Twelve-year-old Gabe Nio works on a vocabulary assignment at his small table at Cypress School in Petaluma.
The question on the paper asks Gabe to write down who his friends are. His professional aide, Amanda Dito, repeats the question for him: "Gabe, who are your friends?"
His first answer? "Cinderella."
His second? "Santa."
His third? "Sydney."
Sydney Starke is Gabe's newest and, by all accounts, most special friend. Sydney, 13, will be an eighth-grader at Petaluma Junior High in the fall, but in the meantime she is spending her summer volunteering at Cypress and has forged a unique bond with Gabe.
Gabe, a slight boy who wears wire-rimmed glasses, has autism and attends the private, not-for-profit Cypress School, where he does academic work and also gets experience with gardening, horseback riding, bowling and simple group games to improve his social skills.
But it's the connection between Gabe and Sydney that struck school director Laura Briggin, who has a four-decade history working with students with developmental disabilities.
Gabe reaches for Sydney's hand when they cross the street during daily walks around the Cypress campus. He lets her push him on the swing in the occupational therapy room. They share a bottle of bubbles and eat lunch together at his small classroom work station.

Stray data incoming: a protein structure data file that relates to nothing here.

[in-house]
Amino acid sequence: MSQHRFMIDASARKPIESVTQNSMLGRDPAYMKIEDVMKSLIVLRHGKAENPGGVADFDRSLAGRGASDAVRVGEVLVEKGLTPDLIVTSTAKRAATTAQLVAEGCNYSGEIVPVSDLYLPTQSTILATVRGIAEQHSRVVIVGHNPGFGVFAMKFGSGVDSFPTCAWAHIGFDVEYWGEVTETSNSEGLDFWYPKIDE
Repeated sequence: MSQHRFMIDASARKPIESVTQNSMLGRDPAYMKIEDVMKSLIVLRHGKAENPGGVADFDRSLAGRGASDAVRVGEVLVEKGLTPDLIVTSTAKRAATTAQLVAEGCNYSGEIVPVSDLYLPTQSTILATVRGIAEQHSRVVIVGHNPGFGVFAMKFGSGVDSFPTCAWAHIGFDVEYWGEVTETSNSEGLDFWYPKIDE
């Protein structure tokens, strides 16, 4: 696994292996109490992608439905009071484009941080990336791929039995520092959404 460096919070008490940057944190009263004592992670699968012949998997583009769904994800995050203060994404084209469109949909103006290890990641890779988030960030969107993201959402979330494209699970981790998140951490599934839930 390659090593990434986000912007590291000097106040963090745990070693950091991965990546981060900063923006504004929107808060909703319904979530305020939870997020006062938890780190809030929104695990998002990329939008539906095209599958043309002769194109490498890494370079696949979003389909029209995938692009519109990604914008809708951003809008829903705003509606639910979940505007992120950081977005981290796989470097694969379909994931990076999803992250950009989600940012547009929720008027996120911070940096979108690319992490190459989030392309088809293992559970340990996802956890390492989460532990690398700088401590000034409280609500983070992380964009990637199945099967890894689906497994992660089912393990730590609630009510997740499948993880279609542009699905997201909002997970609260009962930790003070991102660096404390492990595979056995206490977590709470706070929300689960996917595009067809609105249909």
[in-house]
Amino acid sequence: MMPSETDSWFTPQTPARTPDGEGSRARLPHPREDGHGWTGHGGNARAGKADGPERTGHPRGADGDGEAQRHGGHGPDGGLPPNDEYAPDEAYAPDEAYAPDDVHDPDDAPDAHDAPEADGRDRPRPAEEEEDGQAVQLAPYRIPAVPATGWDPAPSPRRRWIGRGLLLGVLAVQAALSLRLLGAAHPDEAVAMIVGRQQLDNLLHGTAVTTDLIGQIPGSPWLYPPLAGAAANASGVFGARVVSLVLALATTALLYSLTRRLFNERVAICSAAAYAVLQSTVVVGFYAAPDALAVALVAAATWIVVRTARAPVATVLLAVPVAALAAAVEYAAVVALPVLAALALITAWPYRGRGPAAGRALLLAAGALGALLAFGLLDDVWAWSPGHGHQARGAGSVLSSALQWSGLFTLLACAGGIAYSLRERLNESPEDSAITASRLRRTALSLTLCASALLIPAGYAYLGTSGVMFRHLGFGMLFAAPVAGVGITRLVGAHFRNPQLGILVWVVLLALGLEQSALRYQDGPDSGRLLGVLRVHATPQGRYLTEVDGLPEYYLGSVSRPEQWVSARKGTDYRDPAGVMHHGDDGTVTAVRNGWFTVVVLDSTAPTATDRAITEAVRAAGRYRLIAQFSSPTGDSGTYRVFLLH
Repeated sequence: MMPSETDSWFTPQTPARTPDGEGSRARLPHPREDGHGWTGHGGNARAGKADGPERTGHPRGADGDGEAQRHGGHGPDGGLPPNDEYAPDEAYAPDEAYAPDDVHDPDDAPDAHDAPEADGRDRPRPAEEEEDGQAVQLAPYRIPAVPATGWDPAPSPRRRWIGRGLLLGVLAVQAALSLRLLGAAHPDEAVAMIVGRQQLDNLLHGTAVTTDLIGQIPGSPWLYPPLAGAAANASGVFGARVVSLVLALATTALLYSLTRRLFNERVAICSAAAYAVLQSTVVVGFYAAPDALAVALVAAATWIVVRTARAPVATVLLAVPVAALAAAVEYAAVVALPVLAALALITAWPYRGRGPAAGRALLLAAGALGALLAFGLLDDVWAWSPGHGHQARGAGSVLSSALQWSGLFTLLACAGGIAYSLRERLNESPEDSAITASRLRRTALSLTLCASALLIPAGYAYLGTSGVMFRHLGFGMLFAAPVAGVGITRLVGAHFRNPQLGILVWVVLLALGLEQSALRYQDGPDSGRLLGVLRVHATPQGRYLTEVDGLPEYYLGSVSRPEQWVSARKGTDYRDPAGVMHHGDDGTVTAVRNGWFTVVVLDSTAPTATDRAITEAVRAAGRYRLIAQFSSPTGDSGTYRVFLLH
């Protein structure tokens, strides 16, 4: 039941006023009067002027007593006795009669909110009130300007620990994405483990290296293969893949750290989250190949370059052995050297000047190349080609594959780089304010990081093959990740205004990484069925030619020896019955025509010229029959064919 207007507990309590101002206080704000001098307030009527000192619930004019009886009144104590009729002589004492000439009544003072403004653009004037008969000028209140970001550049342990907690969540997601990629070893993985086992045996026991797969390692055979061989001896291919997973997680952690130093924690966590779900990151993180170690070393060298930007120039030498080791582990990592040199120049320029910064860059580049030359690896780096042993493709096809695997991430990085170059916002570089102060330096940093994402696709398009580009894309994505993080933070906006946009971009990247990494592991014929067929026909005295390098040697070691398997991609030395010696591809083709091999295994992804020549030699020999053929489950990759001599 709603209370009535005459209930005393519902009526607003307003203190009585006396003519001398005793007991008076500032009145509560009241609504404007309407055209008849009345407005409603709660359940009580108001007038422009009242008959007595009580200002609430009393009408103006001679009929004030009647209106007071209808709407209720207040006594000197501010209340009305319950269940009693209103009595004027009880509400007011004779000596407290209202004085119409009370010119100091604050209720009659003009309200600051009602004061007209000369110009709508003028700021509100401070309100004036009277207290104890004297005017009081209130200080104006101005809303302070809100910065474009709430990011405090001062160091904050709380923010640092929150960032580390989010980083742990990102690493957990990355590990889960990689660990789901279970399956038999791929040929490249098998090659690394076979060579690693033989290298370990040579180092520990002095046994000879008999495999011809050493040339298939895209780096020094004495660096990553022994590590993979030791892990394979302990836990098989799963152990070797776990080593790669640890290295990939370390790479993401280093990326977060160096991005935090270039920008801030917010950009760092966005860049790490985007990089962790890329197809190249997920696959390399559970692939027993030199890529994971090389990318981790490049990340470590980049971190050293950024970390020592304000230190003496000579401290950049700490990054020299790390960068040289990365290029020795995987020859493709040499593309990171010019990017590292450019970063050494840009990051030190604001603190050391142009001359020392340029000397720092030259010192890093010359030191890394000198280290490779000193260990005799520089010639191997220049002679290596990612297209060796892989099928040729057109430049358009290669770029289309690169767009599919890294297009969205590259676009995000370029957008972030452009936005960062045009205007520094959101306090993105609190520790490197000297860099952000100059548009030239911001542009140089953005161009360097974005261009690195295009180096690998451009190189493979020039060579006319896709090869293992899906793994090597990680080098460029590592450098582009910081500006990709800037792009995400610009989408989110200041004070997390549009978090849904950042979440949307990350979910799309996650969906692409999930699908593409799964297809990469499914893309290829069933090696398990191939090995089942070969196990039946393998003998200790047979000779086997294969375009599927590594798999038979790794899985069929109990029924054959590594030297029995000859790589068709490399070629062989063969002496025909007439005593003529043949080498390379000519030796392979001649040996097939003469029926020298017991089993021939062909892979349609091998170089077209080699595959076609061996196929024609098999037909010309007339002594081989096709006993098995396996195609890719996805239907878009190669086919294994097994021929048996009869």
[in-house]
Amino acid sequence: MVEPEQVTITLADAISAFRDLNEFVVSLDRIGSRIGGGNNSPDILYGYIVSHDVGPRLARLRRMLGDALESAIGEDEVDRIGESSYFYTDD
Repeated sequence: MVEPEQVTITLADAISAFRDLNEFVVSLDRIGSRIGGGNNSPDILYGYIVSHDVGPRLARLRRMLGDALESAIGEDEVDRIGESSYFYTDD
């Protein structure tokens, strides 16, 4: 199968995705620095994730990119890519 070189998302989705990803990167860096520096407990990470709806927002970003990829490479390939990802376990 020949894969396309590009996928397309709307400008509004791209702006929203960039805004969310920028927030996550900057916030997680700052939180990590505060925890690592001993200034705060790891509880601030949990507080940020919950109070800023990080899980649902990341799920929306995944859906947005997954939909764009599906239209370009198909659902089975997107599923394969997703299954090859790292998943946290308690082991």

"Typically, children with autism aren't motivated in social interaction," Briggin said.
But Sydney has struck a chord with Gabe, she said.
"I have been in the field 39 years and I can't guess why these cool things happen, but they sometimes do," she said. "Sometimes there is magic ... you can't replicate this."
One in 110 children in the U.S. has some form of autism, according to the Centers for Disease Control and Prevention.
But the disorder of the brain may be much more widespread than previously thought, according to a recent study conducted in South Korea and led by the Yale Child Study Center. The study was published in May by the American Journal of Psychiatry.
That five-year study on 55,000 children focused not just on children in special education programs, but included those in regular schools. When students in regular schools were part of the assessment, the prevalence rate rose to one child in 38 with the disorder.
At Cypress, where all students have special needs, 27 of the 37 students have some form of autism.
Despite the prevalence of children with the disorder, connecting kids with autism to regular education students can be difficult because of the nature of how autism presents itself, said Gabe's mom, Theresa Nio.
That is what makes Sydney special, Nio said.
"Unfortunately, we are in this environment where there are more and more kids with autism popping up for some reason," she said. "To have someone that young understand that everyone is a little different and this is really different than the kids she goes to school with ... it's just a very nice thing."
At the school's vegetable garden on Casa Grande Road, Sydney partners with Gabe in a corner of the plot to pull prickly weeds.
Under the hot sun, Sydney sighs.
"Are you OK?" Gabe asks, without looking at her.
"I'm OK," she replied.
It's a simple exchange, but unusual because social conversations are rare for children with autism.